All of your dreams of being in a new space are finally coming true. Except you forgot one part… the one where you put in the effort to actually arrange the furniture exactly how you want it. That’s not exactly the most fun step of getting into a new place, but it’s worth it!
We’ll help you with some tips for setting up furniture in your new home so you can get set in no time.
1. Consider the Room’s Purpose
It’s best to tackle the furniture planning room-by-room. Giving proper attention to each room will ensure you create a comfortable space that you don’t need to rearrange right away.
Before you begin, start with the basics. Think about the purpose and function of the room. This may seem obvious but trust us, it can be easy to lose sight of this point. If you’re setting up your living room as a cozy after-work space, don’t try to turn it into a dining room as well. You’ll end up cramped and cluttered with a room that feels thrown together.
Decide on the primary purpose of the room you’re setting up, and make decisions that serve that idea.
2. Decide on a Focal Point
A focal point in a room is a place to draw the eye and helps to create balance within the space. Oftentimes you’ll need to create this point with furniture or decor. Fireplaces often become natural focal points, as do picture windows.
If your room lacks a natural focal point, you’ll find that the largest piece of furniture often becomes that point. That’s usually your bed, sofa, dining table, etc. Start with the focal point and build around that.
3. Start with Large Pieces
As your largest piece of furniture will be your focal point, start by placing it first. Having a primary starting point will make the rest of the room setup easier. Since you’re in a new home, there’s a chance that your focal piece won’t fit the new room. No matter your attachment, be realistic. If your dining table is too big for your new dining room, it may be time to trade it out for a new set.
4. Go for Balance
Your focal point will help you to ensure your room has visual balance. When a room is in balance, everything looks like it belongs – and flows – together. When you step into a balanced room there is a sense of visual harmony.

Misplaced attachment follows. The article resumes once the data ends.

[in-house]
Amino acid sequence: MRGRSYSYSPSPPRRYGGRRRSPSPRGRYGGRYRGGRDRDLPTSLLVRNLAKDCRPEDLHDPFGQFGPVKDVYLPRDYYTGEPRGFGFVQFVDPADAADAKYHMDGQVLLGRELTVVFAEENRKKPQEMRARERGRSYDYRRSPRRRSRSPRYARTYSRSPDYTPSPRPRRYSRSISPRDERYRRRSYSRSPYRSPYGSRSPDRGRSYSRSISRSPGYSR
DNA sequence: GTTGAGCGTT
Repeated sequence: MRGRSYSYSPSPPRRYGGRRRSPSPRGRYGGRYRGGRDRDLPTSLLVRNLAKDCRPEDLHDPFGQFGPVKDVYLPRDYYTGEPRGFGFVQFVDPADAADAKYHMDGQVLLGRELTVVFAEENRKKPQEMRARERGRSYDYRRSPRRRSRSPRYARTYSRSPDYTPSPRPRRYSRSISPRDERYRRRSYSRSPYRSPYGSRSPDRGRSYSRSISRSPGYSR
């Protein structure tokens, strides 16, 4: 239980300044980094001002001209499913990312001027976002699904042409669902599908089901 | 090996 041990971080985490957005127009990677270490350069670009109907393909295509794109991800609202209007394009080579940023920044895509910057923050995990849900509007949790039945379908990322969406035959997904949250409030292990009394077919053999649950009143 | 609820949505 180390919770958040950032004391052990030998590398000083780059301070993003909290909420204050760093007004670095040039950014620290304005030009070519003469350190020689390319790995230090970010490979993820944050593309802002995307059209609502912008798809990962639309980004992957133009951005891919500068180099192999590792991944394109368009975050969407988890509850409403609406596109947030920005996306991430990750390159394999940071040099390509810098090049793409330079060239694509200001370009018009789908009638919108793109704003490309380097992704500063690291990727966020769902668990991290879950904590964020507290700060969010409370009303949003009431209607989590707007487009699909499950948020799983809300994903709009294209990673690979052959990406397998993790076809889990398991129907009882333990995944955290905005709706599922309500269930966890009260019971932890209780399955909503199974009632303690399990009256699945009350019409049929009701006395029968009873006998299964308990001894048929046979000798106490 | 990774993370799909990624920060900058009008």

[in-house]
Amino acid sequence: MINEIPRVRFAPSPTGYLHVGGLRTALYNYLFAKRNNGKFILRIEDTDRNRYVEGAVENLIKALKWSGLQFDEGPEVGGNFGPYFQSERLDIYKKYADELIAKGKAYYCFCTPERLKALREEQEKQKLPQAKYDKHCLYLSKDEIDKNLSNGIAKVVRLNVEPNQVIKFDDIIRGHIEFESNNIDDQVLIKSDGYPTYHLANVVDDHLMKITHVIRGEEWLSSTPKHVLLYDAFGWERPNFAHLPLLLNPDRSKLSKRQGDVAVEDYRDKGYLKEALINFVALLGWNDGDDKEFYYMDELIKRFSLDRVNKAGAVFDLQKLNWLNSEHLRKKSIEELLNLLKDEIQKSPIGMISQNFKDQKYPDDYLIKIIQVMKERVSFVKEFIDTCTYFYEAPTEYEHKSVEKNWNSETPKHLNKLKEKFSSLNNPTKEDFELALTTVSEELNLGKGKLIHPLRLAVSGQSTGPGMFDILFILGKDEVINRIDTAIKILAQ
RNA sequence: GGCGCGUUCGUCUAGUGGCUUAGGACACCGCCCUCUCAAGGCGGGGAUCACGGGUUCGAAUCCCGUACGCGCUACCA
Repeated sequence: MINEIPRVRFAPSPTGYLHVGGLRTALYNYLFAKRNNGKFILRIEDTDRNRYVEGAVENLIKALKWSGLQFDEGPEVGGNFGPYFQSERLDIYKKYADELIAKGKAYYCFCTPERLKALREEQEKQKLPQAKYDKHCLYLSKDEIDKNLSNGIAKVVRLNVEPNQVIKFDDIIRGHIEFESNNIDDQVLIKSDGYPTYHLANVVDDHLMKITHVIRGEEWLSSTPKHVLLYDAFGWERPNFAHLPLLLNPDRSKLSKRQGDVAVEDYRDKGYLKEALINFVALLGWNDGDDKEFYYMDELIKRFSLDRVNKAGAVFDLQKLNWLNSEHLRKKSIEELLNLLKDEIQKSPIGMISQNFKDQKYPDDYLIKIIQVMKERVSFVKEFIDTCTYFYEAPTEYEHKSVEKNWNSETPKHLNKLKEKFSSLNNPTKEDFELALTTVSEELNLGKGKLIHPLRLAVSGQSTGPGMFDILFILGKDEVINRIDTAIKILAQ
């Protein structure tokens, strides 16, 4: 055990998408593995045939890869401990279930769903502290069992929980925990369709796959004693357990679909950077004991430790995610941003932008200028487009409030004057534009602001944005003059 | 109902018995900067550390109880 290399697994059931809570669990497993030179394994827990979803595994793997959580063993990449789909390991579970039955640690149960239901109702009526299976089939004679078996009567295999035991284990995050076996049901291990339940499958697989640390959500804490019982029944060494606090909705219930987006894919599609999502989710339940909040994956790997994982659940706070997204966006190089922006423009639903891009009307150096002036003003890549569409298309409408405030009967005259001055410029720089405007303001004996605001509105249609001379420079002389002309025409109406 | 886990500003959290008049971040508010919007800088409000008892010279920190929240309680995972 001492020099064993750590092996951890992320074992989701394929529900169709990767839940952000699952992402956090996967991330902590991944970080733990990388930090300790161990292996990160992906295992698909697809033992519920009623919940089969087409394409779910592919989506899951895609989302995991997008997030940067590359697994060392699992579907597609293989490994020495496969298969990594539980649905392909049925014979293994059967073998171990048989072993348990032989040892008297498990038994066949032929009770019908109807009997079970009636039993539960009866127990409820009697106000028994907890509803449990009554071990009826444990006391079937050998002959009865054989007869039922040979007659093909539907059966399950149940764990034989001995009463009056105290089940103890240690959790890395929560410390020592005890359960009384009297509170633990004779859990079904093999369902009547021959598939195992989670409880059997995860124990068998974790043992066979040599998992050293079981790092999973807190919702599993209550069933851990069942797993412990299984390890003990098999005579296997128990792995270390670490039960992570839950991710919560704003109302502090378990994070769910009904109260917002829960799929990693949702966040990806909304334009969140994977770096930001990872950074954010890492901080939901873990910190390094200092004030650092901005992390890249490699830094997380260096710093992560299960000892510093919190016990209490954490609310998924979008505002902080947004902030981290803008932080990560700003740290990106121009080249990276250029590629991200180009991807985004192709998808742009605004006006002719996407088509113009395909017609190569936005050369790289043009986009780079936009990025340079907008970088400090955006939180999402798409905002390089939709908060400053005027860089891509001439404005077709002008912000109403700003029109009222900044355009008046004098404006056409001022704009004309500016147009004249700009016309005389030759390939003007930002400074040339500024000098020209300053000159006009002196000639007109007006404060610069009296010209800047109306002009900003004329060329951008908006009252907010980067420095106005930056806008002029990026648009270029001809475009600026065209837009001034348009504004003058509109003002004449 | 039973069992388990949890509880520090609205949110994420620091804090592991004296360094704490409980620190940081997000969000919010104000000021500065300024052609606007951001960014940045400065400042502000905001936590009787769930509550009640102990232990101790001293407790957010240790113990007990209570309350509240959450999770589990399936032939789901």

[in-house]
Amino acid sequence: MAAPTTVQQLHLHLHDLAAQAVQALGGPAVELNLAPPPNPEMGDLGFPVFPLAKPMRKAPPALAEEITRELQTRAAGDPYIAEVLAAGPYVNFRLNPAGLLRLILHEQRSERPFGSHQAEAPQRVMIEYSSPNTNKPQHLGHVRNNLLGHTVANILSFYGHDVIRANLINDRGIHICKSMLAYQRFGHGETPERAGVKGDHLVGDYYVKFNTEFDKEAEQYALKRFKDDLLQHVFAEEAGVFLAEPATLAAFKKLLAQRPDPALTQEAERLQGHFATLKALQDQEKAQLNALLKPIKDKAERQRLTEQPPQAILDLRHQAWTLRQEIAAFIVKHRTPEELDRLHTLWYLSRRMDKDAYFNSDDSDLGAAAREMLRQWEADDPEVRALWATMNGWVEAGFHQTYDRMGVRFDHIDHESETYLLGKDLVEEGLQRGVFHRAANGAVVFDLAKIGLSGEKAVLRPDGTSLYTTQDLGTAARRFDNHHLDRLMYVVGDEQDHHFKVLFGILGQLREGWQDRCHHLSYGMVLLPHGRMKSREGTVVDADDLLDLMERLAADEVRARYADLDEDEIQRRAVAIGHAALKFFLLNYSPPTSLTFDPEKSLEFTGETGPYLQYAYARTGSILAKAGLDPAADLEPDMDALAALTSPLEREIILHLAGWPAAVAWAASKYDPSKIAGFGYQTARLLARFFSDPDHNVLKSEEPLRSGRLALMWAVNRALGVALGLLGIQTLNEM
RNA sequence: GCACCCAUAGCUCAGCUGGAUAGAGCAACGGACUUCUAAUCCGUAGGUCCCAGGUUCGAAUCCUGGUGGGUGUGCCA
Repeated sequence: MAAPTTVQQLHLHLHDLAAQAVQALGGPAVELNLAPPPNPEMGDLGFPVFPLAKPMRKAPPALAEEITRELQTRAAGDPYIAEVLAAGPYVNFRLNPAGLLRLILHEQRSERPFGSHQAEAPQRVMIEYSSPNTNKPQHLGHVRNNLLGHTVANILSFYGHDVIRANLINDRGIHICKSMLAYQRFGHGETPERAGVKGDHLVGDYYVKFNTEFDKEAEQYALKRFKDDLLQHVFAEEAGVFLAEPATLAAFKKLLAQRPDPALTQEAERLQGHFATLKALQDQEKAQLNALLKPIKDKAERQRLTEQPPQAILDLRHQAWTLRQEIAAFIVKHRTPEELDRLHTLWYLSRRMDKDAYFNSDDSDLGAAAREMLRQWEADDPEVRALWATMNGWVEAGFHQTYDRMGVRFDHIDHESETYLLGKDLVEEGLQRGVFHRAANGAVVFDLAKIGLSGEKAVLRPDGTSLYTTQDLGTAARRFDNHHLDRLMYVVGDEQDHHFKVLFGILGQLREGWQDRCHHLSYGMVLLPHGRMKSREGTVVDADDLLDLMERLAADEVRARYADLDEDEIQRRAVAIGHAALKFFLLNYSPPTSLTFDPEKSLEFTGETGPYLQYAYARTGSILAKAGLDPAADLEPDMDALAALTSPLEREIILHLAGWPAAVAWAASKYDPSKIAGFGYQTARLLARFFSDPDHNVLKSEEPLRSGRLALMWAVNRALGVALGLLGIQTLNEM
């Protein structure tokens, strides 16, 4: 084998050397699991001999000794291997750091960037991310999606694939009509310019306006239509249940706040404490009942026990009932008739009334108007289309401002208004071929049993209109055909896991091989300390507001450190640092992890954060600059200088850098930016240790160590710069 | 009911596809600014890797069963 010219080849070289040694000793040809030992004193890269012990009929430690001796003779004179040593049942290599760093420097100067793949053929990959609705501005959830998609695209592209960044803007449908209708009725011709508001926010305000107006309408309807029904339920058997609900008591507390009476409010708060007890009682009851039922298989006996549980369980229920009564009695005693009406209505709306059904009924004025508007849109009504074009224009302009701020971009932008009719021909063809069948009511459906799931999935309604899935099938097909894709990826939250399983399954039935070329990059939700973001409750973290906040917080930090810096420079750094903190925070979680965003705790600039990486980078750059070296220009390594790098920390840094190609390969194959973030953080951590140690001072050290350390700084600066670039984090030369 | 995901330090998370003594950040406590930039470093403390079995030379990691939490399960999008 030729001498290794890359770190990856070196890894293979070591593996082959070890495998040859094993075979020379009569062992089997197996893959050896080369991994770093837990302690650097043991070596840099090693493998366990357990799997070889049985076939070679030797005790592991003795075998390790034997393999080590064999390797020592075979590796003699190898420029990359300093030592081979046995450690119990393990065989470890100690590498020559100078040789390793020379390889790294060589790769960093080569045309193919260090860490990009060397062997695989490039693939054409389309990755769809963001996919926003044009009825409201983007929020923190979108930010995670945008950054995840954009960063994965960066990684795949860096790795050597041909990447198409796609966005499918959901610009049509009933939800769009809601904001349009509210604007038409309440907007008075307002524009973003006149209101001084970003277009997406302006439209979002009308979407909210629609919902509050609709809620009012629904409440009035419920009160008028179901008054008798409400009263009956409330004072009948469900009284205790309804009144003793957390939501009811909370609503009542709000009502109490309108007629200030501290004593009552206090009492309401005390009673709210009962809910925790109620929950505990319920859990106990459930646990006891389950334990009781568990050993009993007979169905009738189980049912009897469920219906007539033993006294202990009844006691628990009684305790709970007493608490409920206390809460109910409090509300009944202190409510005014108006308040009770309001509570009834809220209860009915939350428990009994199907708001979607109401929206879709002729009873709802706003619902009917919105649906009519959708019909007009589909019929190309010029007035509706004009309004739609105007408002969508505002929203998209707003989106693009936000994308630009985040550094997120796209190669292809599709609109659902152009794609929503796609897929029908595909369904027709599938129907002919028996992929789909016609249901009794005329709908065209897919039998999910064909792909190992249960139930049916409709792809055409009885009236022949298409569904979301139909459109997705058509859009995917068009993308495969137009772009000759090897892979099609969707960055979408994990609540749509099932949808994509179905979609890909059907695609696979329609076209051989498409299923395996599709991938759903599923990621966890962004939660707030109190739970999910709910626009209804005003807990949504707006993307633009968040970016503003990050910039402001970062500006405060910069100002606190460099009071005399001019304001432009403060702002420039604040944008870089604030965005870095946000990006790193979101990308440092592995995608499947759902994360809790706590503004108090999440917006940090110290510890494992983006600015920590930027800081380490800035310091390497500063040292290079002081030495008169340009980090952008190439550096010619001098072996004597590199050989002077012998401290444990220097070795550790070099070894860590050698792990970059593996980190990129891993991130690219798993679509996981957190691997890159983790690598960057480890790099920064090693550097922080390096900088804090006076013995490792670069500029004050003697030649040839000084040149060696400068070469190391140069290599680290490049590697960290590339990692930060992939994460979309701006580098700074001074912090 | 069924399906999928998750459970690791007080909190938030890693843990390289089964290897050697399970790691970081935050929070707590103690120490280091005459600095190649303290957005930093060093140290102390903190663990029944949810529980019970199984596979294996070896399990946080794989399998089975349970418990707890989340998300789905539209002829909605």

To ensure visual balance, try finding elements that pull everything together. A large area rug can help bring the room into a common space. This can tie together multiple pieces of furniture. Using similar colors or patterns can also bring a sense of cohesiveness to items that may not otherwise have much in common, stylistically speaking.
Using furniture in a variety of sizes will also help to bring some balance to the room. You can offset a large sofa or armoire with smaller accent tables, for example.
5. Think About Movement
Form and function – key elements to a well-designed space. You may love all of your beautiful furniture pieces from your old living room, but be realistic: do they fit in your new home?
Consider how people will move through the space once it’s set up. Be mindful of foot traffic and make sure the room isn’t too cluttered to move about. That includes your kids and pets too, of course! Your room should be stylish and functional all at once. If that means moving some furniture to places where it can be better used, shift them over.
Keep the room free of clutter and the movement in a good flow. You’ll feel more at home.
6. Use Visual Tricks
Using visual tricks will help you create and recreate the space you want. Mirrors are a great way to add a touch to your room. They can help to reflect light, making your room brighter and more inviting. Placed thoughtfully with the intention of expanding your space, they give the illusion of a bigger room. They can also add a little pop of detail without distracting from your focal point and flow.
7. Consider Your Lighting
Setting up your furniture isn’t just about sofas and tables. Your lighting can also play a key role in how you arrange the functional pieces in your room. Start by considering overhead lighting and where you might have dark or visually heavy pockets of the room. Place tables and stands in ways that both make sense for the room’s flow and can hold lamps as needed. If you have a big heavy sofa or chest in the room, make sure you have some lighting to visually lighten them up.